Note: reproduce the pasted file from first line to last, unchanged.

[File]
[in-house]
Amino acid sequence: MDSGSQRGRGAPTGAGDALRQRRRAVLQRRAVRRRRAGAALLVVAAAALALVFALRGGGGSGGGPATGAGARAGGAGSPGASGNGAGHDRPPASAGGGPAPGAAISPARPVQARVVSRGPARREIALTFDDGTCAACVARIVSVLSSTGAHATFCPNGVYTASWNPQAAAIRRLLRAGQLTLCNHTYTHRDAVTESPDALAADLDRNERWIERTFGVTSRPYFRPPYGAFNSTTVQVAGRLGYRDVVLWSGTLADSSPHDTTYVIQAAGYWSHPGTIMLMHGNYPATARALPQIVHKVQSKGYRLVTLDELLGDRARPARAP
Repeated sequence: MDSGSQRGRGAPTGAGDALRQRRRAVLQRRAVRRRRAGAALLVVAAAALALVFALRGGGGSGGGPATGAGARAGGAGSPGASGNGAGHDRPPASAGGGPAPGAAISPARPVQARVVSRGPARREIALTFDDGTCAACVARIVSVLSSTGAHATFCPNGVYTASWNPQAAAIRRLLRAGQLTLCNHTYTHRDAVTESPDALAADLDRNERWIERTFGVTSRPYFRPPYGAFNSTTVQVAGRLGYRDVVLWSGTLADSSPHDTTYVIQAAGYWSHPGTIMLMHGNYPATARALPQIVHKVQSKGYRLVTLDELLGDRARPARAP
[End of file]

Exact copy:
[in-house]
Amino acid sequence: MDSGSQRGRGAPTGAGDALRQRRRAVLQRRAVRRRRAGAALLVVAAAALALVFALRGGGGSGGGPATGAGARAGGAGSPGASGNGAGHDRPPASAGGGPAPGAAISPARPVQARVVSRGPARREIALTFDDGTCAACVARIVSVLSSTGAHATFCPNGVYTASWNPQAAAIRRLLRAGQLTLCNHTYTHRDAVTESPDALAADLDRNERWIERTFGVTSRPYFRPPYGAFNSTTVQVAGRLGYRDVVLWSGTLADSSPHDTTYVIQAAGYWSHPGTIMLMHGNYPATARALPQIVHKVQSKGYRLVTLDELLGDRARPARAP
Repeated sequence: MDSGSQRGRGAPTGAGDALRQRRRAVLQRRAVRRRRAGAALLVVAAAALALVFALRGGGGSGGGPATGAGARAGGAGSPGASGNGAGHDRPPASAGGGPAPGAAISPARPVQARVVSRGPARREIALTFDDGTCAACVARIVSVLSSTGAHATFCPNGVYTASWNPQAAAIRRLLRAGQLTLCNHTYTHRDAVTESPDALAADLDRNERWIERTFGVTSRPYFRPPYGAFNSTTVQVAGRLGYRDVVLWSGTLADSSPHDTTYVIQAAGYWSHPGTIMLMHGNYPATARALPQIVHKVQSKGYRLVTLDELLGDRARPARAP